Entertainment » Movies


by Kevin Taft
EDGE Media Network Contributor
Friday Jan 17, 2020

One of the most original and oftentimes hilarious movies so far this year, Jack Henry Robbins' "VHYes" is a nostalgic nod to late night TV and the ads of the '80s and '90s. Shot entirely on video, the "plot" (if you can call it that) concerns a kid named Ralph (Mason McNulty) and his best friend Josh (Rahm Braslaw), who start recording late night TV on a video camera Ralph receives one Christmas.

Accidentally recording over his parent's wedding video, the clips we see are basically Ralph flipping through cable channels and experiencing everything from earnest infomercials about pens, a female Bob Ross-like painter, naughty Skinamax type movies with the good bits cut out, and more.

While this concept could have worn thin quickly, the skill of the mostly unknown cast is deft and the good-natured reverential vibe is almost joyous. Even if you aren't in stitches, you have a smile on your face as you either recall watching the exact same types of things on TV as a kid or enjoying witnessing what it was like "in the old days."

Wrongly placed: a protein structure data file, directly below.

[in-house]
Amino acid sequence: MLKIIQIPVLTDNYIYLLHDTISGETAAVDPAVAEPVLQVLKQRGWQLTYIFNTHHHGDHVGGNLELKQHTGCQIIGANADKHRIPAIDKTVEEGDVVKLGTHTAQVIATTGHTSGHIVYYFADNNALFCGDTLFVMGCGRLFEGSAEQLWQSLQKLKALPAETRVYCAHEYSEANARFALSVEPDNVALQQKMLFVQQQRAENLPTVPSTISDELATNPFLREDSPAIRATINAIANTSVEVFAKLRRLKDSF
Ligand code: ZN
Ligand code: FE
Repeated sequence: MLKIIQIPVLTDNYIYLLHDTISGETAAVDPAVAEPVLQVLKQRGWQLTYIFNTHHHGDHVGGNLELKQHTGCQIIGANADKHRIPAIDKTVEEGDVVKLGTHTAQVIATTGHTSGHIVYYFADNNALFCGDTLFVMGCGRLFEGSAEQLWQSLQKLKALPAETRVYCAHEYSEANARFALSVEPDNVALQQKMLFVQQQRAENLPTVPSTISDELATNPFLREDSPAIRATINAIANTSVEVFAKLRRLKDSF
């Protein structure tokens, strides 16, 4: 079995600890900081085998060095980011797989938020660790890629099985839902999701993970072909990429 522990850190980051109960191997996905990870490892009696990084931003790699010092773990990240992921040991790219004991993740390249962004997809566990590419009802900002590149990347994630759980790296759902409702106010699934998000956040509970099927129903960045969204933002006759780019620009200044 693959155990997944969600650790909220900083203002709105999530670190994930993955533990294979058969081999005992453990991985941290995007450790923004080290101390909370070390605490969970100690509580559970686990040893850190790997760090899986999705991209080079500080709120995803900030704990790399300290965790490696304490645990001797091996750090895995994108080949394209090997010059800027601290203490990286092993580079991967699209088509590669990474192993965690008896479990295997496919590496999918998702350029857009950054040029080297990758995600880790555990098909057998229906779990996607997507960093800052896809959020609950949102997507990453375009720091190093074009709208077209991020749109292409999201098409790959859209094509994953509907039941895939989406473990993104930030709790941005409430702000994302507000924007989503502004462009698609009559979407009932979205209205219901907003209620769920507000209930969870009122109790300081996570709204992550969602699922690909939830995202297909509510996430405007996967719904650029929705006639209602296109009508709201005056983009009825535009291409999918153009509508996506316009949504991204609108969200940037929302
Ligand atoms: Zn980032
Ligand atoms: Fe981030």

Executive Produced by Jack Robbins, parents Tim Robbins and Susan Sarandon both make small appearances and are clearly reveling in the zaniness of the proceedings. While the Bob Ross painting lady's sequences got more and more sidesplitting as they went on, the best sequence was a real-crime show called "Blood Files: The Witches of West Covina." The docu-style program tells the tale of a sorority initiation talent show where one of the potential sister's reveals herself to be a witch. Although the sister's idea of what a witch is, is suspect. And laugh out loud funny. Seriously, this sequence alone should be the lone subject of a mockumentary film. It's drop-dead hysterical.

Truth be told, this one hour and twelve-minutes film is a swift watch and doesn't really go anywhere that resembles anything like a character arc or plot, but its retro-style is reminiscent of old movies like "Amazon Women on the Moon" and other skit-heavy movies of the '70s and '80s.

And it's a riot. I loved this movie and I think audiences of all ages will too.

Kevin Taft is a screenwriter/critic living in Los Angeles with an unnatural attachment to 'Star Wars' and the desire to be adopted by Steven Spielberg.


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